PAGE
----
Illustration from Dante’s Inferno by Gustav Dore. Source: Wikipedia
In 1991 William Sharpe posited that active investment management would inevitably underperform passive management. He made two observations: 1). The returns on all active portfolios, in aggregate, would be equal to those of all passive portfolios; and 2). The higher fees that active managers charge would doom their portfolios, in aggregate, to underperformance.
Sharpe’s observations have been cited as if they were a geometric proof: irrefutable and self-evident. Luminaries such as Warren Buffett and Jack Bogle have used his “humble arithmetic” to enhance the image of passive management. And passive management has certainly grown in size and stature. It’s estimated that more than a third of all assets in the US are now in passive portfolios, up from a small fraction when Sharpe’s article first appeared.
But Sharpe’s argument rests on a flawed premise – that the market does not change, and that passive portfolios that own a small piece of every security. But we know that this is not the case. New stock is issued all the time; companies buy back their own shares; and other issuers go bankrupt and their shares are delisted. Sharpe’s hidden assumption is that the market exists ex nihilo, out of nothing. There are no additions or subtractions, one market, world without end, amen.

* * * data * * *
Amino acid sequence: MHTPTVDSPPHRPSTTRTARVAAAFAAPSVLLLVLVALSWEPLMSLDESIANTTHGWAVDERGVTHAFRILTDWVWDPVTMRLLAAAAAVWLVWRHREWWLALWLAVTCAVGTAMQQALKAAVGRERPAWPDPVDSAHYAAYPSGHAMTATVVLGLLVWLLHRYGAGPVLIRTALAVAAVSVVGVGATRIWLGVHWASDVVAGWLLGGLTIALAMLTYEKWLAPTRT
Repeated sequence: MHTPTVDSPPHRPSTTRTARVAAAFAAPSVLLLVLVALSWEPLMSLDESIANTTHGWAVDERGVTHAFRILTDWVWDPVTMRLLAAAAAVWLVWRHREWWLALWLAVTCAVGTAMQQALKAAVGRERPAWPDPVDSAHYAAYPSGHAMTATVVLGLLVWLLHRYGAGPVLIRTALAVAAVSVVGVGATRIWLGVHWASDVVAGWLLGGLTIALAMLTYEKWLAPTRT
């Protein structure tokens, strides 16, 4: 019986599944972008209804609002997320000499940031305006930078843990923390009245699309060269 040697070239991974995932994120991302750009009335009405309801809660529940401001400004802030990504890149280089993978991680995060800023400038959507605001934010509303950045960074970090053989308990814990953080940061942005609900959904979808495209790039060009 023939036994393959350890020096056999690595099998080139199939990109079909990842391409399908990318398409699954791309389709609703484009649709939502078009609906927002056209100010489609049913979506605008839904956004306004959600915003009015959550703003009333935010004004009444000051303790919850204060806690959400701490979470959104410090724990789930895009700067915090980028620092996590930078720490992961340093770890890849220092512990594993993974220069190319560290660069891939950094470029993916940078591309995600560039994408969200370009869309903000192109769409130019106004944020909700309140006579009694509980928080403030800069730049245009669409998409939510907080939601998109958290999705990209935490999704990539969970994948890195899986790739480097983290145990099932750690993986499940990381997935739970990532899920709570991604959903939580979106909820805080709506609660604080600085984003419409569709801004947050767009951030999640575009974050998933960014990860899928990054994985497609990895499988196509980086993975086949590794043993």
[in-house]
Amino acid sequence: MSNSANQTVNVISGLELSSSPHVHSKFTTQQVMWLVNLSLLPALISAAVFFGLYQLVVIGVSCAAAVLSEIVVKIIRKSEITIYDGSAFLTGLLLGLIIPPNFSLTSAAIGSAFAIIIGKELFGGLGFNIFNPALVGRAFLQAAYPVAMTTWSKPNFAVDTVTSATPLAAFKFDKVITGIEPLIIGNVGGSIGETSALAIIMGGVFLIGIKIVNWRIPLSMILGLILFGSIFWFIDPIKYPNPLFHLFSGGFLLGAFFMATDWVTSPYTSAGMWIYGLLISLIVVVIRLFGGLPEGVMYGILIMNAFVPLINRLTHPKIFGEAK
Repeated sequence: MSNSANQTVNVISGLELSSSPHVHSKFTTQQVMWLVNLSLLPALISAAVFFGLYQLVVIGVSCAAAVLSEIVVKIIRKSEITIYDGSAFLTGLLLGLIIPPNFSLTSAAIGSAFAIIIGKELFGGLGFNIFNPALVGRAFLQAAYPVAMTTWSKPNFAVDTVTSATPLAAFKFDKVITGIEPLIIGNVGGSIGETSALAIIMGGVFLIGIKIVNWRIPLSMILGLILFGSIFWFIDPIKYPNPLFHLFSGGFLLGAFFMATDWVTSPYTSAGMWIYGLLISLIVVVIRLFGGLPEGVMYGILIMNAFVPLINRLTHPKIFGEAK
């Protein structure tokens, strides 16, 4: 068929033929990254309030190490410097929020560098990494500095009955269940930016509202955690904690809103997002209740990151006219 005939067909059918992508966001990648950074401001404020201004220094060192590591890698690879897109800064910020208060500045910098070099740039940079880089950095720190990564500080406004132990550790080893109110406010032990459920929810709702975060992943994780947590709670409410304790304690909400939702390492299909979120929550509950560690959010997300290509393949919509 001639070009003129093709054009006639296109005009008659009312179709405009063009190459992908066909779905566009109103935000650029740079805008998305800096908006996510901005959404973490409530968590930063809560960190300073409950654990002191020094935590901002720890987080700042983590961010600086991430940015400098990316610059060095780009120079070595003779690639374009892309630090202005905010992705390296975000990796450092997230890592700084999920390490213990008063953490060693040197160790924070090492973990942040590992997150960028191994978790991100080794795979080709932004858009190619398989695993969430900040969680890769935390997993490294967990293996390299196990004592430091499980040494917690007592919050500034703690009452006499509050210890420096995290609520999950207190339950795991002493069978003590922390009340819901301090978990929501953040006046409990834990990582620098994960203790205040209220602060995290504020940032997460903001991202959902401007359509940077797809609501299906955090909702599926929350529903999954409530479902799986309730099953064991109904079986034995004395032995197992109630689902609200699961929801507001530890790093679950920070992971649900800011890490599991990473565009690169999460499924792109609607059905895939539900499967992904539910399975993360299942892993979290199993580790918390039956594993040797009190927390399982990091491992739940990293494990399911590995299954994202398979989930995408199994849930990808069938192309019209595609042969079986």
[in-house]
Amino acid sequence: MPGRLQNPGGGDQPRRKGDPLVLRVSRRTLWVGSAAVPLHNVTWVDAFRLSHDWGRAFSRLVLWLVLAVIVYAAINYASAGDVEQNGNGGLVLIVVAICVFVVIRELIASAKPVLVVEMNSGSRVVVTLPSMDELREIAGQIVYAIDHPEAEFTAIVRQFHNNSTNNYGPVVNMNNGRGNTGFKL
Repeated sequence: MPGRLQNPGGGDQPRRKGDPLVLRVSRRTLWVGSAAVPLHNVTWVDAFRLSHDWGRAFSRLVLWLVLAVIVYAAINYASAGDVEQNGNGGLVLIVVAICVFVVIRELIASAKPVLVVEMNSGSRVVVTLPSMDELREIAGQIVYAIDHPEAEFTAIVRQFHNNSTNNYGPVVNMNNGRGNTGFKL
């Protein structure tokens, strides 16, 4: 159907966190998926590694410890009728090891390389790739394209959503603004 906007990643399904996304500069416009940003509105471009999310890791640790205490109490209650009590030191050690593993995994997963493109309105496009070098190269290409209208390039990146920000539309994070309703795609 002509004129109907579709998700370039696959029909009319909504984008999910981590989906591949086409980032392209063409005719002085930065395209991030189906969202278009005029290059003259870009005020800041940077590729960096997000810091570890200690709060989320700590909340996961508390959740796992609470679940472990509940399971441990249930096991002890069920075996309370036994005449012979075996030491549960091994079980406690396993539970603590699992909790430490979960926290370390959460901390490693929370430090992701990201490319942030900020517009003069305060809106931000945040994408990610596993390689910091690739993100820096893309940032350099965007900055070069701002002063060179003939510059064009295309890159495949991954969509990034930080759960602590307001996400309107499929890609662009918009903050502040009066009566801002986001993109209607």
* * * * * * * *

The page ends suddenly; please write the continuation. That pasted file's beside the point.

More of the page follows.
But passive investors still need to buy and sell. They need to trade to achieve their market cap weights. A favorite pastime of active small-cap investors is to estimate upcoming changes in the Russell 2000 index and front-run a stock’s inclusion or deletion from the index. One manager told me he can add up to 4% annually through such an approach.
Another issue passive investors face is when securities are issued or delisted. Passive investors must participate in every new issue, whether the new securities are overpriced or cheap. We see this a lot in the bond market. A company borrows just enough to insure that their bonds are included in a major index. Then they price their bonds aggressively and passive investors are forced to buy the debt to mirror their index, no matter how overpriced the bonds may be. When the bonds become free to trade, they “break” to a cheaper level, and passive investors lose out. Aggressive company management treats the market like a piggy bank – breaking in for spare cash whenever they want.
Passive investors need to actively trade their securities to keep up with market changes. Large cap indices may not turn over much, but small cap and bond indices do. Bonds mature, stock is issued, companies go out of business. Annual turnover in high-yield bonds can be close to 100%. When passive investors trade, informed active investors can profit from their activity.
Average yearly turnover in various indices. Source: CFA Institute
Both active and passive investment are needed. Passive management allows broad to access to capital markets at a low price. And active management is critical as well: by actively buying and selling shares, active investors send price signals to companies, raising or lowering their cost of capital. Investing isn’t a zero-sum game, it’s a positive-sum game. Investors gain from market-based returns; companies gain from access to capital. Both sides gain when the markets are deep and liquid, a function that both active and passive managers fill.
Active investing isn’t doomed. It has enduring, structural advantages that will always allow intelligent, informed investors to add value over time. And by helping to set prices and make markets more efficient, active investing serves a valuable economic function, which benefits everyone. More investing, please.
Douglas R. Tengdin, CFA